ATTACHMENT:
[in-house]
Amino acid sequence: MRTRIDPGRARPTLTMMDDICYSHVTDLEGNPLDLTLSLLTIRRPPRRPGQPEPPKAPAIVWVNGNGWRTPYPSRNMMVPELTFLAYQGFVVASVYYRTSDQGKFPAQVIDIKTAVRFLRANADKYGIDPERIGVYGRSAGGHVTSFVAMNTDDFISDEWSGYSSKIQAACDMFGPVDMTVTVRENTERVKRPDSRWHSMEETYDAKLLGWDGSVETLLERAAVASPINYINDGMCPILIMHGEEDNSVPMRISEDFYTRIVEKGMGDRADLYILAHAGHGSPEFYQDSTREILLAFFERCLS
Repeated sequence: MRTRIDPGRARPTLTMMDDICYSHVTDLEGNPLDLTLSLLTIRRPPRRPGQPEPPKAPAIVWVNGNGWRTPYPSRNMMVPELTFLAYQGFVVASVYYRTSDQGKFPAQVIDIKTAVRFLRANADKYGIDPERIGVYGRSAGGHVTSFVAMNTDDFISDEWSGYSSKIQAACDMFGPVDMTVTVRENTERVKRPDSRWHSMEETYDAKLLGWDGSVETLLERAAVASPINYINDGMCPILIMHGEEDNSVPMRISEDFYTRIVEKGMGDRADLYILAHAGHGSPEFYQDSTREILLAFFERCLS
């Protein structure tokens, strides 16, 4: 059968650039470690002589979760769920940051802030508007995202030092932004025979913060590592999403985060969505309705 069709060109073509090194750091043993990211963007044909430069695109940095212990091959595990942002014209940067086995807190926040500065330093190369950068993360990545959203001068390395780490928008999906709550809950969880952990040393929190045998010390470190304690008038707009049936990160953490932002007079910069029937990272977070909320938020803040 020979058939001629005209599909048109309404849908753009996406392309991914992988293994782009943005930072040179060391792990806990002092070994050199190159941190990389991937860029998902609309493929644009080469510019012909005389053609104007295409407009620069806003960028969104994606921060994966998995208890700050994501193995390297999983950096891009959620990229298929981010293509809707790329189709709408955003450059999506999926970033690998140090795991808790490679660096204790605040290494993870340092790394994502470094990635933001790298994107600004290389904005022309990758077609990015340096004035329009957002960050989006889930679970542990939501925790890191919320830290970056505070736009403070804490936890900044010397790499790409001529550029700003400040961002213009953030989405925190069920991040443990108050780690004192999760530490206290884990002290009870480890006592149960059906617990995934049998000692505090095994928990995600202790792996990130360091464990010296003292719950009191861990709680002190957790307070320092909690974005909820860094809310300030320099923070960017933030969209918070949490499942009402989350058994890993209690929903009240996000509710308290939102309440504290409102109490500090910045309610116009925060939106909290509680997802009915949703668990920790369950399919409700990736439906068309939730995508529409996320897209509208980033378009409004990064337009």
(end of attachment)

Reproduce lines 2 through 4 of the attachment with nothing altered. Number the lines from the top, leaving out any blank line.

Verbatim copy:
Amino acid sequence: MRTRIDPGRARPTLTMMDDICYSHVTDLEGNPLDLTLSLLTIRRPPRRPGQPEPPKAPAIVWVNGNGWRTPYPSRNMMVPELTFLAYQGFVVASVYYRTSDQGKFPAQVIDIKTAVRFLRANADKYGIDPERIGVYGRSAGGHVTSFVAMNTDDFISDEWSGYSSKIQAACDMFGPVDMTVTVRENTERVKRPDSRWHSMEETYDAKLLGWDGSVETLLERAAVASPINYINDGMCPILIMHGEEDNSVPMRISEDFYTRIVEKGMGDRADLYILAHAGHGSPEFYQDSTREILLAFFERCLS
Repeated sequence: MRTRIDPGRARPTLTMMDDICYSHVTDLEGNPLDLTLSLLTIRRPPRRPGQPEPPKAPAIVWVNGNGWRTPYPSRNMMVPELTFLAYQGFVVASVYYRTSDQGKFPAQVIDIKTAVRFLRANADKYGIDPERIGVYGRSAGGHVTSFVAMNTDDFISDEWSGYSSKIQAACDMFGPVDMTVTVRENTERVKRPDSRWHSMEETYDAKLLGWDGSVETLLERAAVASPINYINDGMCPILIMHGEEDNSVPMRISEDFYTRIVEKGMGDRADLYILAHAGHGSPEFYQDSTREILLAFFERCLS
């Protein structure tokens, strides 16, 4: 059968650039470690002589979760769920940051802030508007995202030092932004025979913060590592999403985060969505309705 069709060109073509090194750091043993990211963007044909430069695109940095212990091959595990942002014209940067086995807190926040500065330093190369950068993360990545959203001068390395780490928008999906709550809950969880952990040393929190045998010390470190304690008038707009049936990160953490932002007079910069029937990272977070909320938020803040 020979058939001629005209599909048109309404849908753009996406392309991914992988293994782009943005930072040179060391792990806990002092070994050199190159941190990389991937860029998902609309493929644009080469510019012909005389053609104007295409407009620069806003960028969104994606921060994966998995208890700050994501193995390297999983950096891009959620990229298929981010293509809707790329189709709408955003450059999506999926970033690998140090795991808790490679660096204790605040290494993870340092790394994502470094990635933001790298994107600004290389904005022309990758077609990015340096004035329009957002960050989006889930679970542990939501925790890191919320830290970056505070736009403070804490936890900044010397790499790409001529550029700003400040961002213009953030989405925190069920991040443990108050780690004192999760530490206290884990002290009870480890006592149960059906617990995934049998000692505090095994928990995600202790792996990130360091464990010296003292719950009191861990709680002190957790307070320092909690974005909820860094809310300030320099923070960017933030969209918070949490499942009402989350058994890993209690929903009240996000509710308290939102309440504290409102109490500090910045309610116009925060939106909290509680997802009915949703668990920790369950399919409700990736439906068309939730995508529409996320897209509208980033378009409004990064337009």